This demon is a bit of a tricky one because I’ve had to make friends with this one. Although it seems to bring out the worst in Pain. I think Pain feels a bit left out, and so it reacts in a sort of passive-aggressive temper tantrum forcing me to pay it some attention.
I have always been a person who can deal with pretty much anything that life throws at me. I am also that person that celebrates being different to everyone else. However, when I’m in battle with my demons, I also like to know what to expect as this makes the battle easier to deal with. This is simply not possible because, as my doctors say, I am different to everyone else. So I have figured that I will continue on my unique journey, and I will create my own survival guide in my dance with the demon, Chemo.
Day 1: Insertion I know that this day is going to be a long one because that is one certain thing the doctors have told me. I arrive at the hospital with my comfy blanket, my iPad to keep me busy and snacks. Snacks and fruit juice are important. The nurses will take your blood and check your weight, then take you through to the chemo room. It’s quite scary the first time you walk in there – like something out of a mild horror movie with people all plugged in to drips. Some asleep, some watching TV and those social ones who like to talk about every bad ailment they have and compare whose is worst. I’m the quiet type – earphones in my ears listening to Queens greatest hits. There’s something about Queens music that ignites an energy to get up and fight. Although getting up was not an option. I was plugged in to the drip line for the next 3 hours. And in true fighting spirit, I fell asleep.
I was gently woken up by the nurse and sent on my merry way. One of my beautiful friends fetched me and took me home. Now this is when the uncertainty starts. All the information I had been given as to what COULD happen running around my mind. I found myself sitting and waiting for it all to happen. Instead, I carried on like normal. I didn’t feel any different. I ate dinner and watched TV for a bit with my housemate, took the meds they had given me for nausea and pain, and went to bed.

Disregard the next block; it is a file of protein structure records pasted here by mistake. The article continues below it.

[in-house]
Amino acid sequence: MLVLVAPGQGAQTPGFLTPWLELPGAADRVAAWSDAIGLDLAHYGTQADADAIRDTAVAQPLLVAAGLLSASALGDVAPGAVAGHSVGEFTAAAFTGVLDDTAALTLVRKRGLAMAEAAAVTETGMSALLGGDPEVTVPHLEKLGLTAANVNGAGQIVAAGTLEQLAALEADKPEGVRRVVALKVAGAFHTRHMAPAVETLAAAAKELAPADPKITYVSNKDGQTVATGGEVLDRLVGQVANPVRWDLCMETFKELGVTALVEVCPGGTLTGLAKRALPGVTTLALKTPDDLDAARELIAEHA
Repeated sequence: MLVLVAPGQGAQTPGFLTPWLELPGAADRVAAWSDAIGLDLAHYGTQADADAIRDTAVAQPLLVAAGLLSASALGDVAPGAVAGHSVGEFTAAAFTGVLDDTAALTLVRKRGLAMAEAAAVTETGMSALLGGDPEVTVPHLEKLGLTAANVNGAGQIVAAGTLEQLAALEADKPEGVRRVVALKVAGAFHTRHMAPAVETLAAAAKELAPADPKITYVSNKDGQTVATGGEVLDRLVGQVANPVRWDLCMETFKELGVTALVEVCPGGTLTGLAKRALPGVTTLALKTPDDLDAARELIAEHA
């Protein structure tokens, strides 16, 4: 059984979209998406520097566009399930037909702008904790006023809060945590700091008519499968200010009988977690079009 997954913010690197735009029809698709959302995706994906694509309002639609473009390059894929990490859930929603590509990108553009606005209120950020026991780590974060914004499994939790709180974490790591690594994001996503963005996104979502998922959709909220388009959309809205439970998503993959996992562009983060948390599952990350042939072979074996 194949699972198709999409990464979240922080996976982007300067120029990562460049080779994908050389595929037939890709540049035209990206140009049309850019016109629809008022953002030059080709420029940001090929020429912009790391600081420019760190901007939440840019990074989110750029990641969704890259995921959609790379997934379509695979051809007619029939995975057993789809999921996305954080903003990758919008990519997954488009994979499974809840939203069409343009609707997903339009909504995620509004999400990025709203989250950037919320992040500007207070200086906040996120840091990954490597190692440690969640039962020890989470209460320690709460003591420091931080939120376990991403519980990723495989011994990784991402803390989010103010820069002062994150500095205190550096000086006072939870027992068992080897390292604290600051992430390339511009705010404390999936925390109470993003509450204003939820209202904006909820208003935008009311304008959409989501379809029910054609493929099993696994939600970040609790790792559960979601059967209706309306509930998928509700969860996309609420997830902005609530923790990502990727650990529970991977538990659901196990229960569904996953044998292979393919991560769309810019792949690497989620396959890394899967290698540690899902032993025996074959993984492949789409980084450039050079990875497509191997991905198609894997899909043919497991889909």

Day 2: I’m Tougher Than I Thought I woke up this morning feeling completely normal, other than the usual battle with Pain. I ate breakfast and even took a slow walk to the shop, much to my own surprise. I was pretty chuffed with myself. This isn’t so bad after all. I can eat and drink like normal. And I’ve got more energy than I’ve had in weeks. Clearly Chemo is not so bad after all.
Day 3: The Downward Slope Still feeling quite brave and relatively normal, I decided to venture out for the day to 2 of my very special friends for lunch. I was feeling a bit tired, but I knew I could nap there if needed. I was still managing to eat like normal. Just after lunch, I could feel myself slipping into a fatigue that I cannot explain. It’s like the body just says sleep. So I lay on the couch and slept. I was home by 6pm, and in bed by 7pm. Sleep was all I wanted.
Day 4 & 5: Explosion These 2 days are a blur to me. Pain had a full on temper tantrum as Chemo whispered in my ear: “It’s just me fighting for you!” Pain had crawled into every fibre of my body. I could not move without it taking my breath away. Pain was in my bones to the point of it feeling like they were going to explode. I continued to use the morphine, upping the dose to the max, but it simply just took the edge off. The only relief was sleep. As long as I did not move, Pain’s sadistic claws could not hurt me. These 2 days tested me emotionally and mentally. I found myself crying for no reason, getting irritated at stupid things. I was intolerant of other people, when usually I’m so patient. It made me realise that I need to be selfish for a change. It also made me realise things that were genuinely upsetting ME. Where are all my so-called friends? It made me see who is genuinely there for me. It made me learn about what values I cherish within myself.
Day 6: Standing Up A week. That’s what it is… a week. I now have a survival guide for my dance with Chemo, and I’ll be so ready for Pain’s temper. I still need that nap but the relief of being able to move again is incredible. I’ve survived the first of many dances, and I’ve definitely come out stronger and wiser. I know who I can rely on, and who is simply just masks on a wall. But more so, I’ve learnt that I can overcome this, one dance at a time, because I have created a survival guide.